Lubricants, lubrication systems for trailers

Jan. 1, 2007
WHICH COMPONENT is most important in a wheel-end system: the spindle, spindle nut, hub cap, hub, seal, lubricant, or bearings? Every component, according

WHICH COMPONENT is most important in a wheel-end system: the spindle, spindle nut, hub cap, hub, seal, lubricant, or bearings?

Every component, according to Michael Colmenero, Stemco's product engineering manager.

That's because a premium seal can't overcome a poor hub cap, a premium bearing can't perform without clean lubricants, a premium lubricant can't overcome a poor seal design, and seal and bearings can't perform without proper end-play adjustment.

“It's very critical that all these components work together,” he said in the CTEA's lubrication presentation, at which he was joined by three other speakers. “You cannot just expect one component to compensate for the performance of the other components.”

He said lubricants include oils (petroleum-base mineral and synthetic) and greases (hard-pack #2 and semi-fluid 00). The purpose is to reduce friction and wear, disperse heat and wear particles, and protect against corrosion.

He said lubricants consist of a base oil plus additives dispersed in a thickener. The base oil determines if the grease is mineral or synthetic, and provides the lubrication. The thickener holds the grease where lubrication is needed, and may or may not be synthetic.

“Greases do not cool as well as oil, do not flush the wear area as well as oil, do not stay where the lubrication is needed better than oil, and usually are easier to seal than oil, and may contain EP additives,” he said. “Synthetics cost more than non-synthetics, and come in a variety of consistencies.

“Which lubricant is better? It depends on the application and individual shop preference.”

Seal retains lubricants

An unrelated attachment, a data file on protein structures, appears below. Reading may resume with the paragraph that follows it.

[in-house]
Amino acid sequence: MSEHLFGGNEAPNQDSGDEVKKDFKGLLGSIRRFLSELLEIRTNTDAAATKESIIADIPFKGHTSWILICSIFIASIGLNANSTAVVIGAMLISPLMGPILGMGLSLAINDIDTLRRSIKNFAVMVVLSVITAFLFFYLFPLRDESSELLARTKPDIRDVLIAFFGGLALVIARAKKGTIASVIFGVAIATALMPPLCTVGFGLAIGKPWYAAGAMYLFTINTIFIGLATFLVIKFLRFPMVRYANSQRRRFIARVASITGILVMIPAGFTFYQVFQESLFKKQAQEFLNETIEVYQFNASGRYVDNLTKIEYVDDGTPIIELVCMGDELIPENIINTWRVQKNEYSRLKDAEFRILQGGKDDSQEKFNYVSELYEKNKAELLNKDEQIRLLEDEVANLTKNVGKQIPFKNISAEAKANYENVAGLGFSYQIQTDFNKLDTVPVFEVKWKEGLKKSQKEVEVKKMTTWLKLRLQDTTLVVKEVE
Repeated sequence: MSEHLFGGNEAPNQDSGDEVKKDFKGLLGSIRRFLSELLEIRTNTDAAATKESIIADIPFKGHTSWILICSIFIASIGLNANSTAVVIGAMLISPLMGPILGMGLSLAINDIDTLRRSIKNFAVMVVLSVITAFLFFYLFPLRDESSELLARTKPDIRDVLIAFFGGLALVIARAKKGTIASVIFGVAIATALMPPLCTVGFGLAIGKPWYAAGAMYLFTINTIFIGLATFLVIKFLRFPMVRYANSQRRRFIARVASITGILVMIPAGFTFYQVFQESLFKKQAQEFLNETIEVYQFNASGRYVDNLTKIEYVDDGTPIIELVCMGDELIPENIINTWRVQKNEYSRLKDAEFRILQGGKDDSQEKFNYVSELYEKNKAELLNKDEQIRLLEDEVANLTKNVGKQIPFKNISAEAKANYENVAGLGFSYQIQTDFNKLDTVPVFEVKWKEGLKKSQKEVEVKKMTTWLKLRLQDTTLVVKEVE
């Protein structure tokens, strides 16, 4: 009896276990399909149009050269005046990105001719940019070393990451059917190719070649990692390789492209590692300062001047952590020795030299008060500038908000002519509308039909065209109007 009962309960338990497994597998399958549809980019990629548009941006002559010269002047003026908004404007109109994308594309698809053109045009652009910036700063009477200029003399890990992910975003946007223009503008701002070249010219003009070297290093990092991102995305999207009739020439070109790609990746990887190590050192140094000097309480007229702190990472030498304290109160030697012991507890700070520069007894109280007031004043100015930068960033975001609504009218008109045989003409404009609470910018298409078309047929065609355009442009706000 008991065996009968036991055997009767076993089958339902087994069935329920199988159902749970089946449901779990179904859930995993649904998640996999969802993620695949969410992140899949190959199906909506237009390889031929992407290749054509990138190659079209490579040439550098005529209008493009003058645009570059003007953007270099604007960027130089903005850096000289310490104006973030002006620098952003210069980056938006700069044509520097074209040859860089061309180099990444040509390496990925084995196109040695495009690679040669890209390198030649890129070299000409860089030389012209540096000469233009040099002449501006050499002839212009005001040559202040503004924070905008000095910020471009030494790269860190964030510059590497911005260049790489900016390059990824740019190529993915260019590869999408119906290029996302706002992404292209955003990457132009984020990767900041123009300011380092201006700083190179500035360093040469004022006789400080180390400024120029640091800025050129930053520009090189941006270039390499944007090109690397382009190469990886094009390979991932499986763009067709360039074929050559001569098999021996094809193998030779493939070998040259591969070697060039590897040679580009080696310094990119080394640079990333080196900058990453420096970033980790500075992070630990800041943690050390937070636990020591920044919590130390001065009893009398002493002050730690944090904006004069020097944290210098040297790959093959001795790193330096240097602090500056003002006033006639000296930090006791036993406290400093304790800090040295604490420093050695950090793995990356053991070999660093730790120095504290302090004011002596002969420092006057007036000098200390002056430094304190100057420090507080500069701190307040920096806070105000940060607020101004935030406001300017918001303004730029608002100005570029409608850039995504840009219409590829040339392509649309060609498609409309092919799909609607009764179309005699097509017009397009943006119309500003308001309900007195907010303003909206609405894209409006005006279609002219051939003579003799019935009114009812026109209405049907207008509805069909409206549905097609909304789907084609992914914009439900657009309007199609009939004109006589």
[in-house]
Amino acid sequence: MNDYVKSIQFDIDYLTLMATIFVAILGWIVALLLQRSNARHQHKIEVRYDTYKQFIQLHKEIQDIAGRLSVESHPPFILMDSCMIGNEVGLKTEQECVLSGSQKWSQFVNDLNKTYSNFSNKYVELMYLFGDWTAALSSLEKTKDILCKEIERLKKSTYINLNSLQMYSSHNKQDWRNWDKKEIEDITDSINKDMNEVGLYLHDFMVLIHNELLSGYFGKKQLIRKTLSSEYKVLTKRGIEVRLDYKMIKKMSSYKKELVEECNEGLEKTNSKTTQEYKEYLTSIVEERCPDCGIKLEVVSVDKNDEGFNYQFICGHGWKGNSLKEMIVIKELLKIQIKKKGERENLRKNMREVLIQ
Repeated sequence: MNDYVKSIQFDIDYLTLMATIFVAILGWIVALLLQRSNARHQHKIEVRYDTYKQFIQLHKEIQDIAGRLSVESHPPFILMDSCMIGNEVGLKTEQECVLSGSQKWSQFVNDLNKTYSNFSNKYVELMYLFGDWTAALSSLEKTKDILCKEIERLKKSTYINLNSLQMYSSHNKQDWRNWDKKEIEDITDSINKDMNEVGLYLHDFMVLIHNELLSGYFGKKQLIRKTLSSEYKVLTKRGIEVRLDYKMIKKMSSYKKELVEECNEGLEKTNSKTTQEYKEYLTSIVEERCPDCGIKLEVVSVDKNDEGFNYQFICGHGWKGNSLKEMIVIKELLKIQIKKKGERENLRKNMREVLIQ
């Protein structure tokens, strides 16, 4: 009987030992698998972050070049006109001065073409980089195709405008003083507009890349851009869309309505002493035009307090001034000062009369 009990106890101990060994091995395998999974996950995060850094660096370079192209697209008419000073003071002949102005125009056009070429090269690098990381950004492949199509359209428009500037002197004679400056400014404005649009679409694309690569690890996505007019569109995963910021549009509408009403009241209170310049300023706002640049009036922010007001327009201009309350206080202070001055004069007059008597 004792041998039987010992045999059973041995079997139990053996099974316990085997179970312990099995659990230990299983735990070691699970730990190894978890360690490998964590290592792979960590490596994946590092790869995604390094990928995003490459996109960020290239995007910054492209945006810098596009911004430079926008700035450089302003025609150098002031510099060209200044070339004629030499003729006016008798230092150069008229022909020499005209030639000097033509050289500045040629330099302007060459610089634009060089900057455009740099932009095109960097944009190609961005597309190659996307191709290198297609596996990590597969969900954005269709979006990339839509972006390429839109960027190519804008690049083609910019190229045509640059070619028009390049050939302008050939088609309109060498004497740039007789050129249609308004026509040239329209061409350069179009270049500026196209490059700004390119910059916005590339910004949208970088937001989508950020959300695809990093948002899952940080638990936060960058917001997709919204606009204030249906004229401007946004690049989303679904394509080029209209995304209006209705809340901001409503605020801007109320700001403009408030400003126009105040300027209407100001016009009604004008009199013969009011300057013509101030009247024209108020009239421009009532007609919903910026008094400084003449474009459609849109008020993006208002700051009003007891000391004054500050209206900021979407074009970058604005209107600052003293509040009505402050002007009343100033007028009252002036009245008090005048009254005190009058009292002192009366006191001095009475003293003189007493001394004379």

He said a seal keeps contamination outside of the wheel-end cavity and retains lubricants within the same cavity (oil and grease). He defines contamination as “any material or substance foreign or naturally occurring in a wheel end that will hinder the proper function or degrade the life of components in that system.” External examples would be dirt, grit, sand, salt, mud, water, and ice. Internal examples would be rubber debris, metal debris, salt/solvent, and rust.

Colmenero said that on a trailer axle, contaminants come from the external environment, seal, bearings, and axle tube; on a drive axle, from the external environment, seal, bearings, axle tube, axle vent, gears, and pinion input and output; on a steer axle, from the external environment, seal, and bearings.

“Internal contamination on an axle tube includes slag containing oil, metal, water, and rust,” he said. “If the axle is unplugged, the vibratory action can force contamination into the wheel end. Rust forms when water condenses in the tube.”

The contaminant types: a water/oil mixture may be gray or milky colored, and a spatter test will positively identify this; with rubber debris, the seal assembly, components, and the lube itself must be inspected; with metallic, an inspection of the bearing should show abrasive wearing, pitting, grooving, or damage to the cage or rollers, and a magnet should be dragged through the lube; dirt and mud show similar, but less severe, effects to that of metallic; salt and solvent show excessive corrosion.

He said the barrel angle on a radial lip seal should be between 20 and 35 degrees. If it's too low, it causes accelerated wear and shorter seal life. If it's too high, proper contact geometry will not occur.

The flex thickness should be between .024" and .060". If it's too thin, there are de-molding/strength issues. If it's too thick, there is an increased radial load.

The “R” value should be between .010" and .020". Negative “R” values could result in excessive wear.

He said a short beam length increases radio load and wear of the lip. A long beam length increases flexibility and conformity. The head thickness maintains the stability of the sealing lip and positions the spring properly.

“Venting is critical,” he said. “There's a relief of pressure and vacuum in the wheel end. That maximizes seal life.”

The four “Rs”

In his presentation on lubricant requirements for bearings, Petro-Canada sales manager Clint Domanski said that regardless of the application, the four “Rs” are still paramount: the right lubrication, the right place, the right amount, and the right time.

He said there are three basic configurations for the lubrication of wheel-end hub assemblies: oil-lubricated, unitized or filter-life hubs, and grease-lubricated.